Not having the heart or the energy to respond, I gave her bony arm a slight squeeze, turned, and walked away. As I put the remnants of the graveyard sprig in the trunk of my car, I assumed that she had not noticed my Obama bumper sticker.
As a young voter, I had little interest in politics. Daddy marked my ballot for me. Leaving the cemetery, I mused that if Daddy were alive and I had made the same request for this election, there would be a substantial chance, though not a certainty, that he would have put an X by Obama’s name. Perhaps Obama’s election would have been the last chapter in the search for inner peace that became so important to him after becoming a victim of hatred and violence himself when he was shot and gravely injured in 1972.
That article had gotten 150,000 hits and brought me to national attention—here was obviously a very different kind of Wallace. And it was that article that led me to be invited to Selma for the anniversary of Bloody Sunday.
With his arm around me, John and I stepped to the bridge’s rail. “Peggy, crossing the bridge with you shows how far the human heart can go.”
I finally felt I had fulfilled the promise I made to my son Burns when he was a nine-year-old. Mark and I had taken him to Atlanta to visit the Martin Luther King Jr. National Historic Site and Museum. As we moved through the exhibits, we turned a corner to face photographs of the Edmund Pettus Bridge, the bombed-out 16th Street Baptist Church, fire hoses and dogs in Birmingham, and Daddy standing in the schoolhouse door.
Burns turned to me. “Why did Paw Paw do those things to other people?” he asked.
I knelt beside Burns and drew him close. “Paw Paw never told me why he did those things to other people. But I do know that he was wrong. So maybe it will just have to be up to you and to me to help make things right.”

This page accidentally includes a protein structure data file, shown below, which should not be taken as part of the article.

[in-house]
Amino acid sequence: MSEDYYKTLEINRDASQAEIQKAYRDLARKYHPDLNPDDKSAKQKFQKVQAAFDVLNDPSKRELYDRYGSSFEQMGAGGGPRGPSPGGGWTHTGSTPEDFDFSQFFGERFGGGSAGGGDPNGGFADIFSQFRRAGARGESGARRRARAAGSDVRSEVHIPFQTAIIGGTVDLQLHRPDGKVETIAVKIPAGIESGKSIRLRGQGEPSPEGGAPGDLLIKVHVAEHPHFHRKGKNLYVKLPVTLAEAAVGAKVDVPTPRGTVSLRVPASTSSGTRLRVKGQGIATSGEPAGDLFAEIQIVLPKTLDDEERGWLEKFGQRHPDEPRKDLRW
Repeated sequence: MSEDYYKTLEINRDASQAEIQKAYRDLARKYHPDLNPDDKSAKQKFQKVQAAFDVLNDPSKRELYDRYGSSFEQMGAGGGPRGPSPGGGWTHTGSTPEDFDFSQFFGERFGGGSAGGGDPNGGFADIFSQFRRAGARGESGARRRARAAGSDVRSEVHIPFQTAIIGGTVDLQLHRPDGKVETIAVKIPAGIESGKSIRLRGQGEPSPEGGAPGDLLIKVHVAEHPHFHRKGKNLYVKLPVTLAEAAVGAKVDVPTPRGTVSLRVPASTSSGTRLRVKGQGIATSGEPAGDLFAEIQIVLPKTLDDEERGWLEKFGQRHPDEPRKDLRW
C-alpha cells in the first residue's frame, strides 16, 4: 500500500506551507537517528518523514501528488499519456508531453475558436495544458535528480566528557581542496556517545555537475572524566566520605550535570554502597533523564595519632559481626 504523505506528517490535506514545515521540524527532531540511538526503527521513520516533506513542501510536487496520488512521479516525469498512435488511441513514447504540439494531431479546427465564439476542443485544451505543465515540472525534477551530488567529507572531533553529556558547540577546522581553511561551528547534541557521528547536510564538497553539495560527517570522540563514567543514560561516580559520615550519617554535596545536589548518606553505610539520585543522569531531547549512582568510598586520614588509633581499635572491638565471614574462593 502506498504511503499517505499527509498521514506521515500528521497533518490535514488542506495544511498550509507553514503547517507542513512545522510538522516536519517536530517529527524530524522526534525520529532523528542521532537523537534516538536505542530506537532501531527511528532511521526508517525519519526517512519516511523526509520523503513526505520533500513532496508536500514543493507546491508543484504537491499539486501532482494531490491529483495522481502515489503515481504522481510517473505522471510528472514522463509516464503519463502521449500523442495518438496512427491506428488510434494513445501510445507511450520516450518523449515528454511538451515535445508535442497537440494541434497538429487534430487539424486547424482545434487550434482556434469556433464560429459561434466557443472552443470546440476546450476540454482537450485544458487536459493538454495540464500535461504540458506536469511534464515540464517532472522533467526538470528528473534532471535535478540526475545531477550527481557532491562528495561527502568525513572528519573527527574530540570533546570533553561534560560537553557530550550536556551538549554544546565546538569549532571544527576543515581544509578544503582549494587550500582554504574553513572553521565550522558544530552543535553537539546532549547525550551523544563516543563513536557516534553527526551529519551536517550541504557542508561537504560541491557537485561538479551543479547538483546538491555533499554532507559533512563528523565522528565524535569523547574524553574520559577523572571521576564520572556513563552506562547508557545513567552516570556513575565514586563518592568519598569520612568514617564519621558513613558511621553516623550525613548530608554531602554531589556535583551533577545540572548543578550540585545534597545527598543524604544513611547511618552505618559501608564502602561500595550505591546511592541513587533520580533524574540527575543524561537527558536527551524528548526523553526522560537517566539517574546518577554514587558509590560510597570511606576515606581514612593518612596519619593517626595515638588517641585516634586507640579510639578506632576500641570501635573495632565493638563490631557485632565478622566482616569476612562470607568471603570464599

It was really Burns’s question that had compelled me to stand with John on the Edmund Pettus Bridge. It made me realize that I had to come to terms with my family’s history. It awakened in me the deep desire to create my own chapter in the Wallace saga.
John and I stood together, watching the Alabama River flow beneath us. It was as if the water was reaching up to me, washing away the pain of the past and giving me courage to step away and find my true self.
“Well, sister,” John finally said. “Guess it’s time for the two of us to move forward. Now you hold my hand ‘til we get to the other side.”
Excerpted from THE BROKEN ROAD by Peggy Wallace Kennedy. Copyright © Peggy Wallace Kennedy 2019. Published by Bloomsbury Publishing. Reprinted with permission.
Montgomery Advertiser: "Peggy Wallace Kennedy bringing 'The Broken Road' book tour to two Montgomery bookstores" — "Montgomery’s own Peggy Wallace Kennedy has been widely hailed as the 'symbol of racial reconciliation.'
"In the summer of 1963, she was just a young girl watching her father stand in a schoolhouse door as he tried to block two African-American students from entering the University of Alabama. This man, former governor of Alabama and presidential candidate George Wallace, was notorious for his hateful rhetoric and his political stunts.